Urban wetland in Porirua reveals healthy fish life
Greater Wellington Regional Council staff have been fishing day and night around Porirua harbour’s Papakowhai wetland recently – but not for sport or recreation, and not where you’d expect.
The Environmental Science team is trapping and spotting fish and invertebrates to see what is living in our local wetlands as part of a broader investigation into the biodiversity values within wetlands. So far the results have been encouraging.
“We were pleased to discover a variety of species living in this urban area, and in quite high numbers,” says Environmental Monitoring Officer Ashley Mitchell. “It’s great to see in areas more usually defined by concrete and tarmac.”
Papakowhai wetland is a coastal wetland or salt marsh located on the side of the road near the Porirua off-ramp, not the kind of place you’d associate with biodiversity.
“Urban areas often have additional pressures compared with bush-covered areas, such as stormwater pollution, which makes them more vulnerable to poor water quality and biodiversity loss,” says Ms Mitchell.
“However, in the Papakowhai wetland we saw a good variety of freshwater fish species in the streams which flow into the wetlands, which are also tidally influenced. We saw whitebait throughout the area and their adult forms, inanga and banded kokopu. These fish move through wetlands and estuaries at various stages of their life.
“Interestingly, there were a lot of freshwater fish at the culvert inlets in the wetland complex, even in the really salty water.”
The fish life in the wetlands is monitored using a variety of traps, as well as by spotlighting with a torch at night.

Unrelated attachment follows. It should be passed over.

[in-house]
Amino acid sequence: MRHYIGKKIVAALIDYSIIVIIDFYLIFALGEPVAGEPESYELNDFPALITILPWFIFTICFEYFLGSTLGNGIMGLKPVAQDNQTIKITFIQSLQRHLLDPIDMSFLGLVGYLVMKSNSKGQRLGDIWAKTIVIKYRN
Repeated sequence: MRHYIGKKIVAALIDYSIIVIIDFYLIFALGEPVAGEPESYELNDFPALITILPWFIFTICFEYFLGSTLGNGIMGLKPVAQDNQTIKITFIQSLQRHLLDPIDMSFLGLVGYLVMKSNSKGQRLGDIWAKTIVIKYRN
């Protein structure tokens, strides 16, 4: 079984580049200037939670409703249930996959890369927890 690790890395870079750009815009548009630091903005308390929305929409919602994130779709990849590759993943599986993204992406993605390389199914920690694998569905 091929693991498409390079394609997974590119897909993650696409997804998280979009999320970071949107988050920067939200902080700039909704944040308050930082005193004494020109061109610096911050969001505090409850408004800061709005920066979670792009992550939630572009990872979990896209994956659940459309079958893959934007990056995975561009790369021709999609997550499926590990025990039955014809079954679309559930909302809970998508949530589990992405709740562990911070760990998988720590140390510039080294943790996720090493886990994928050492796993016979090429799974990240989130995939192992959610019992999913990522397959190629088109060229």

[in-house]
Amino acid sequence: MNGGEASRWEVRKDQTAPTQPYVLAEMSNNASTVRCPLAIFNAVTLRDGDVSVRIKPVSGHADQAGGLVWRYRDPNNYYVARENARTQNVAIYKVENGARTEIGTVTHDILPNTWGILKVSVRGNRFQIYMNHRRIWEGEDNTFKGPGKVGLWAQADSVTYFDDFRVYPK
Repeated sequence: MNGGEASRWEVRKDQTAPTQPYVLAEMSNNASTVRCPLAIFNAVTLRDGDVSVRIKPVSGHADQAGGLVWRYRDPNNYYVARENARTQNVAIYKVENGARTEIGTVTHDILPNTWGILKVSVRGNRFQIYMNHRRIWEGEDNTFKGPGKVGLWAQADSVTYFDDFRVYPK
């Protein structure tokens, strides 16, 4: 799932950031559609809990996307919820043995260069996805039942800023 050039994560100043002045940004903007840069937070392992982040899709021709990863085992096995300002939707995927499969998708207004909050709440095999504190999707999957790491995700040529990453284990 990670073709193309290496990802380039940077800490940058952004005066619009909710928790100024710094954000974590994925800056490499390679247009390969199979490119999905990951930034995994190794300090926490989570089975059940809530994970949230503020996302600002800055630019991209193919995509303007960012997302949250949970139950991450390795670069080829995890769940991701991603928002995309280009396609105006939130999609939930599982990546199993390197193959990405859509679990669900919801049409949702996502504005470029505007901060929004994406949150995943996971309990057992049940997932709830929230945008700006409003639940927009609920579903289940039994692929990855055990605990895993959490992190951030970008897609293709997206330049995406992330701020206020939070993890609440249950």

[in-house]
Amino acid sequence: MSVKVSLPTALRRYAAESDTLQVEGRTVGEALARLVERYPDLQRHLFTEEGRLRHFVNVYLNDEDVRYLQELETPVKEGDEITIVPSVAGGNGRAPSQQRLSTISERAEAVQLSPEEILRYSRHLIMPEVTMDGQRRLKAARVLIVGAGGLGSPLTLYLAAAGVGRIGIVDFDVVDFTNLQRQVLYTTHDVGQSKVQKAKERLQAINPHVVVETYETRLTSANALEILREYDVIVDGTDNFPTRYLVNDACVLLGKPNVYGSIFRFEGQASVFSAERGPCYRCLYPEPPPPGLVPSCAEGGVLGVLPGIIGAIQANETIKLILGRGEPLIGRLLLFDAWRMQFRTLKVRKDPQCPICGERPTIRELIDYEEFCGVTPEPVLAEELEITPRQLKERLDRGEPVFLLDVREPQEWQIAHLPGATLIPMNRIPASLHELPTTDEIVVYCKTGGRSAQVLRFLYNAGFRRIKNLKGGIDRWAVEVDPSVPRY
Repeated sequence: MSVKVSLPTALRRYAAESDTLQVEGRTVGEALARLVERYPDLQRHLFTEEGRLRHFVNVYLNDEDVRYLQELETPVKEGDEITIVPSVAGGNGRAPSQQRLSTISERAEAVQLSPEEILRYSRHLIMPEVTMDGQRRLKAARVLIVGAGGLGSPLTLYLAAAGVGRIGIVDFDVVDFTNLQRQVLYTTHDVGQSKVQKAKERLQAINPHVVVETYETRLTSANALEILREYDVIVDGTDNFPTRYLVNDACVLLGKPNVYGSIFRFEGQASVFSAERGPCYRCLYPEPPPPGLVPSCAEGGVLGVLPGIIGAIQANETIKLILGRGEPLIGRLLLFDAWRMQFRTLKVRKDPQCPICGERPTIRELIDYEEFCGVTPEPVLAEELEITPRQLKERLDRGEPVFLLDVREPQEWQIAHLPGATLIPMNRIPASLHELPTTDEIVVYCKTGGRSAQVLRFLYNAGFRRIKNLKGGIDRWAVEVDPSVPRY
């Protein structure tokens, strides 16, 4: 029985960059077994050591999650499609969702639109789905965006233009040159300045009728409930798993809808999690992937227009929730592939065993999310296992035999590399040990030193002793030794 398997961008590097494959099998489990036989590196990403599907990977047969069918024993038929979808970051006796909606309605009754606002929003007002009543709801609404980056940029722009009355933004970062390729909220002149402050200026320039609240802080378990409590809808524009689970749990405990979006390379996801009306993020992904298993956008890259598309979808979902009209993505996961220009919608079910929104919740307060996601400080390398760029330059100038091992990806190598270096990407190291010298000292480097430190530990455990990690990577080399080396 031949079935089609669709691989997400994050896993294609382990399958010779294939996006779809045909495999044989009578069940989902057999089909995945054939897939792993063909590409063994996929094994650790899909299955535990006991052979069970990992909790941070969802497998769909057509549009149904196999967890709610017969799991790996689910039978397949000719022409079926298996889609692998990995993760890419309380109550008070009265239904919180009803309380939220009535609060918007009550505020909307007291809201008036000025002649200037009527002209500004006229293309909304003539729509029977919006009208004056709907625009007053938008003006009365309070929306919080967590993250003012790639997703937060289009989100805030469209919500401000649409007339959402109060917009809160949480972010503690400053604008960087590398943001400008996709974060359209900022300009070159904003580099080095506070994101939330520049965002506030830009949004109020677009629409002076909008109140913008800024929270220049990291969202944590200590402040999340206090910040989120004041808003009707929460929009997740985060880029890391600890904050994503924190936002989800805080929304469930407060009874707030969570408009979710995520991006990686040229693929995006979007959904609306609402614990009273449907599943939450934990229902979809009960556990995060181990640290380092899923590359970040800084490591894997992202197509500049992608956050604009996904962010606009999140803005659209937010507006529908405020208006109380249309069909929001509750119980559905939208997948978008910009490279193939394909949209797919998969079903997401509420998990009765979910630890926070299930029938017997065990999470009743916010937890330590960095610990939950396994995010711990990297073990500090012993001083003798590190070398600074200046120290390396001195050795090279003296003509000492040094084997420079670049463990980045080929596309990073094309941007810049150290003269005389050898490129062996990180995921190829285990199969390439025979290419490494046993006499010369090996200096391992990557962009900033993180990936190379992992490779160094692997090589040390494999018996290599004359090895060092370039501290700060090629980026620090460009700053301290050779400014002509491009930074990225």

Less than three percent of the Greater Wellington region’s original wetland remains. However, wetlands are an important resource. Keeping them healthy is critical for maintaining clean water and supporting wildlife and fish populations.
“Wetlands are able to filter out nutrients, slow floodwaters and store carbon, among other invaluable qualities,” says Dr Philippa Crisp, Team Leader, Environmental Science. “They are also threatened ecosystems and home to rare and unique biodiversity.”
The Council has been running a wetland health monitoring programme for the past three years. It monitors 30 wetlands per year. Staff will return to each site every five years to see what’s changed. This year staff have been working in the Porirua and Hutt/Wellington areas.
“This programme will help us understand whether the steps we are taking to protect the region’s wetlands are making a difference,” says Dr Crisp.
In Greater Wellington’s proposed Natural Resources Plan, which will be finalised in 2019, there are specific provisions for the protection and management of all wetlands in the region. This includes excluding livestock access; avoiding the discharge of contaminants such as oil or paint; and not undertaking any reclamation activities such as drainage or diverting of water.
“Members of the public can help by not washing their cars on the street, using non-toxic products, by not throwing rubbish in the water and by not disturbing the native plants growing around these areas” says Ms Mitchell.
“Protecting our wetlands is important work and together we can make a difference.”